Deaf fans sing Adele’s praises after she uses sign language interpreters at her latest comeback gigs
- Two signers appeared on big screens at weekend as they took turns to translate
- Sources close to Adele said it was important her deaf fans enjoyed her show
- They said the songstress is a ‘progressive woman’ who strives to be ‘inclusive’
She recently described how the ‘brutal’ reaction of fans to the cancellation of her Las Vegas concerts had left her feeling like a ‘shell of a person’, but Adele has now drawn praise for having sign language experts at her gigs.
Two signers appeared on big screens last weekend as they took turns to translate the star’s 17-song setlist during her concerts at London’s Hyde Park as part of the British Summertime festival.
Sources close to Adele, 34, said it was important to the singer that her deaf fans were able to enjoy her performances.
‘Adele is a progressive woman and inclusivity is important to her, so the fact there is a way deaf people can enjoy her music and the atmosphere of a gig makes her happy,’ said the insider.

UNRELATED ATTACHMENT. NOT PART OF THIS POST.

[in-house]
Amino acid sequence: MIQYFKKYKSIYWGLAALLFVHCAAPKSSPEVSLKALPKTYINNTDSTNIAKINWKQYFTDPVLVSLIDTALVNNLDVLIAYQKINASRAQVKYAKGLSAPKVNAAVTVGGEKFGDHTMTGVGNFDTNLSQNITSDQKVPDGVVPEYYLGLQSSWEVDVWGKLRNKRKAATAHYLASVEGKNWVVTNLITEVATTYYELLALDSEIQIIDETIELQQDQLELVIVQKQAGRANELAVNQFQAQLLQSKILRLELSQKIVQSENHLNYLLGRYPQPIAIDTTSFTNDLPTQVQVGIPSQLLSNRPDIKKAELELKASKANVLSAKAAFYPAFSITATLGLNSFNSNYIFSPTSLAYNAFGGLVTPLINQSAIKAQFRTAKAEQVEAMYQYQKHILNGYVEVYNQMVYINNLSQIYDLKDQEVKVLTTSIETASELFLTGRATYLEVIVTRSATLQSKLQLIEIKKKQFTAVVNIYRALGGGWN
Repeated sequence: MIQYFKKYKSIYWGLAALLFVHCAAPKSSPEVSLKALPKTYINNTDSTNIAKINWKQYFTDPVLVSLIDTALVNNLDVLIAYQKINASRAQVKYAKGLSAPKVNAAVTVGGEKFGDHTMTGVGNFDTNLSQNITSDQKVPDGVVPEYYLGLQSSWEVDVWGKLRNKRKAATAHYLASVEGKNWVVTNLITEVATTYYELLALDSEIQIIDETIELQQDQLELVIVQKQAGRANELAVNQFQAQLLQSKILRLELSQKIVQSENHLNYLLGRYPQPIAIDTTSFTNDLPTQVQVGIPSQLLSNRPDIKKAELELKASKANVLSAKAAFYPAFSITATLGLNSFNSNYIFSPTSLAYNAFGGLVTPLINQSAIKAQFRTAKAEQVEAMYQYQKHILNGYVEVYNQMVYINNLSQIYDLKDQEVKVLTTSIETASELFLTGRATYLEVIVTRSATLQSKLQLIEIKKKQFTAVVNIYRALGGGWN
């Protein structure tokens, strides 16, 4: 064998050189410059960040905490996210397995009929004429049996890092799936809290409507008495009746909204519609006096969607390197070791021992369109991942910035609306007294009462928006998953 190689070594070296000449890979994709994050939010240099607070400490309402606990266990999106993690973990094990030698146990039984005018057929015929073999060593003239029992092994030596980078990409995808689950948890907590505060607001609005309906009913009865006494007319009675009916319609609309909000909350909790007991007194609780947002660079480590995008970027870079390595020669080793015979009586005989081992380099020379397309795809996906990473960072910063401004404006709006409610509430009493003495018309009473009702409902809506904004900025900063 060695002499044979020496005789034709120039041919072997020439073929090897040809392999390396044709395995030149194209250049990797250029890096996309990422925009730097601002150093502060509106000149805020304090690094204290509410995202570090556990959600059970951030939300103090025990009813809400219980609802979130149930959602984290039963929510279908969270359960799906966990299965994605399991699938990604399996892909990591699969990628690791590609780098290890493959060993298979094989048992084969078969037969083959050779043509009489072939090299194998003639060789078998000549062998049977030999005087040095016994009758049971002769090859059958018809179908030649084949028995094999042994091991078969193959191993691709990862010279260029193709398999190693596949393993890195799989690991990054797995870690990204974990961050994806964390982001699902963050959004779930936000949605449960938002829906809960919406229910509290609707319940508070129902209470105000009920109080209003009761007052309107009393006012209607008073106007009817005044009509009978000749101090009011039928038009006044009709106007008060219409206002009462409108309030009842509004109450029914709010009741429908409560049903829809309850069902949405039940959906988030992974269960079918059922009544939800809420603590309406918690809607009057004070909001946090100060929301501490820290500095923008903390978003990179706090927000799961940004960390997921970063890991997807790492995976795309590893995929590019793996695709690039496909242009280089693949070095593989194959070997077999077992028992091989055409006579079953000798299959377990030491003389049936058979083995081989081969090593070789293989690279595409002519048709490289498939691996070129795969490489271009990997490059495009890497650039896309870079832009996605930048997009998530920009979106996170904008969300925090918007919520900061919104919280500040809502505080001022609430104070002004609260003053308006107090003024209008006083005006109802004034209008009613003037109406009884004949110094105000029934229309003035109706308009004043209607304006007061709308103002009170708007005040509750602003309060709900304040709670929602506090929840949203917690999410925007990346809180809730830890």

A source at the shows echoed those sentiments, saying: ‘There are some great acts on and it doesn’t seem fair that those who can’t hear or are hard of hearing can’t enjoy the experience.
‘It has worked so it looks like it will be done more and more.’
Sources close to Adele, 34, said it was important to the singer that her deaf fans were able to enjoy her performances
American grunge rockers Pearl Jam had a signer on Friday when they performed as part of the British Summertime festival, and Duran Duran are expected to use one tonight.
While deaf or partially deaf music fans might not be able to hear songs clearly, they can still feel the vibrations from instruments and enjoy the atmosphere of live performances.
The decision to have signers comes amid a rise of awareness of the deaf community.
Actress Rose Ayling-Ellis last year won the BBC’s Strictly Come Dancing contest despite not being able to hear.
The 27-year-old’s dances, using vibrations to time her moves, included a performance to Clean Bandit’s Symphony that featured a period of silence as a tribute to the deaf community.
It won a British Academy Television Award for TV’s Must-See Moment.
Ms Ayling-Ellis is now backing a bill in Parliament presented by Labour MP Rosie Cooper to make British Sign Language (BSL) an official language in England.
The current ITV2 series of reality show Love Island features contestant Natasha Ghouri, who was unable to hear at birth and received a cochlear implant at the age of five.
Chloe Smith, Minister for Disabled People, said: ‘We know many deaf people can experience social isolation and face reduced access to work and education because of barriers in communicating their basic needs and aspirations.
‘Legally recognising BSL will create a more inclusive and accessible society, improving the lives of deaf people and helping public services to get it right.’